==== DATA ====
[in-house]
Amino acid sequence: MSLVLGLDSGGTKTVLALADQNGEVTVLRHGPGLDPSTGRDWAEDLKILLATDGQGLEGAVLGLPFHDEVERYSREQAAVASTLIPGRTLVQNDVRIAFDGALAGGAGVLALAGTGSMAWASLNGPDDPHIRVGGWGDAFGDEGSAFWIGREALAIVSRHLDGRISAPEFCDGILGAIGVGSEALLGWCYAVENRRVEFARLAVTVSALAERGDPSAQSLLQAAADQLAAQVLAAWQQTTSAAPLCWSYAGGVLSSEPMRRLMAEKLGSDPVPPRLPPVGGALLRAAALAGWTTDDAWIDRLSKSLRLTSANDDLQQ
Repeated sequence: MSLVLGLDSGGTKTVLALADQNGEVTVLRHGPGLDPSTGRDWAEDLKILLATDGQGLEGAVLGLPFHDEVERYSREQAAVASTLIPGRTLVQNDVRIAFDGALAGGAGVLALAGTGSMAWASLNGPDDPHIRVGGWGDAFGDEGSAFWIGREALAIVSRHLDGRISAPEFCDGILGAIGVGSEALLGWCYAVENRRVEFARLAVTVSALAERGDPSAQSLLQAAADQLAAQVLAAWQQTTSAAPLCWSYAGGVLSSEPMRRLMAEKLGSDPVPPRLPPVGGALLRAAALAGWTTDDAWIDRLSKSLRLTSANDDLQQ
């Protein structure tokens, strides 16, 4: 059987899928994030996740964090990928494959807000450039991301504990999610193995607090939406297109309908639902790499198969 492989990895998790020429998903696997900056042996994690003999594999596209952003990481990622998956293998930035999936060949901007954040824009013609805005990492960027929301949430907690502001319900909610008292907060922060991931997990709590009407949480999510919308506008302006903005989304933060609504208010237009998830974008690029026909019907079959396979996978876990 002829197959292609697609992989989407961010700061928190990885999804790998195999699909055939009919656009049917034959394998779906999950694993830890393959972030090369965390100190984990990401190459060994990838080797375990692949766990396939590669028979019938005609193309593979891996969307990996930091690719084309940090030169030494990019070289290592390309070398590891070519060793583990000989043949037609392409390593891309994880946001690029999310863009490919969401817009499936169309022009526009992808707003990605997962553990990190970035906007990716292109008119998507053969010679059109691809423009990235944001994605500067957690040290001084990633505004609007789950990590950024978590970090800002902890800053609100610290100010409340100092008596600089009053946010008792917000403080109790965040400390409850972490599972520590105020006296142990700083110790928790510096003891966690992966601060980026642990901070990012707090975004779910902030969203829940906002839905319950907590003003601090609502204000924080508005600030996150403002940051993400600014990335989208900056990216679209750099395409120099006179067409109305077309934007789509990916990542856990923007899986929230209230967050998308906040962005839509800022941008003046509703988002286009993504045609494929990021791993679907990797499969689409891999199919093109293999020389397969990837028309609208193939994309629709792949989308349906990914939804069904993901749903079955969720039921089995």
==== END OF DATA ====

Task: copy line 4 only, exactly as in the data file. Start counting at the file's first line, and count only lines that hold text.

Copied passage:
């Protein structure tokens, strides 16, 4: 059987899928994030996740964090990928494959807000450039991301504990999610193995607090939406297109309908639902790499198969 492989990895998790020429998903696997900056042996994690003999594999596209952003990481990622998956293998930035999936060949901007954040824009013609805005990492960027929301949430907690502001319900909610008292907060922060991931997990709590009407949480999510919308506008302006903005989304933060609504208010237009998830974008690029026909019907079959396979996978876990 002829197959292609697609992989989407961010700061928190990885999804790998195999699909055939009919656009049917034959394998779906999950694993830890393959972030090369965390100190984990990401190459060994990838080797375990692949766990396939590669028979019938005609193309593979891996969307990996930091690719084309940090030169030494990019070289290592390309070398590891070519060793583990000989043949037609392409390593891309994880946001690029999310863009490919969401817009499936169309022009526009992808707003990605997962553990990190970035906007990716292109008119998507053969010679059109691809423009990235944001994605500067957690040290001084990633505004609007789950990590950024978590970090800002902890800053609100610290100010409340100092008596600089009053946010008792917000403080109790965040400390409850972490599972520590105020006296142990700083110790928790510096003891966690992966601060980026642990901070990012707090975004779910902030969203829940906002839905319950907590003003601090609502204000924080508005600030996150403002940051993400600014990335989208900056990216679209750099395409120099006179067409109305077309934007789509990916990542856990923007899986929230209230967050998308906040962005839509800022941008003046509703988002286009993504045609494929990021791993679907990797499969689409891999199919093109293999020389397969990837028309609208193939994309629709792949989308349906990914939804069904993901749903079955969720039921089995």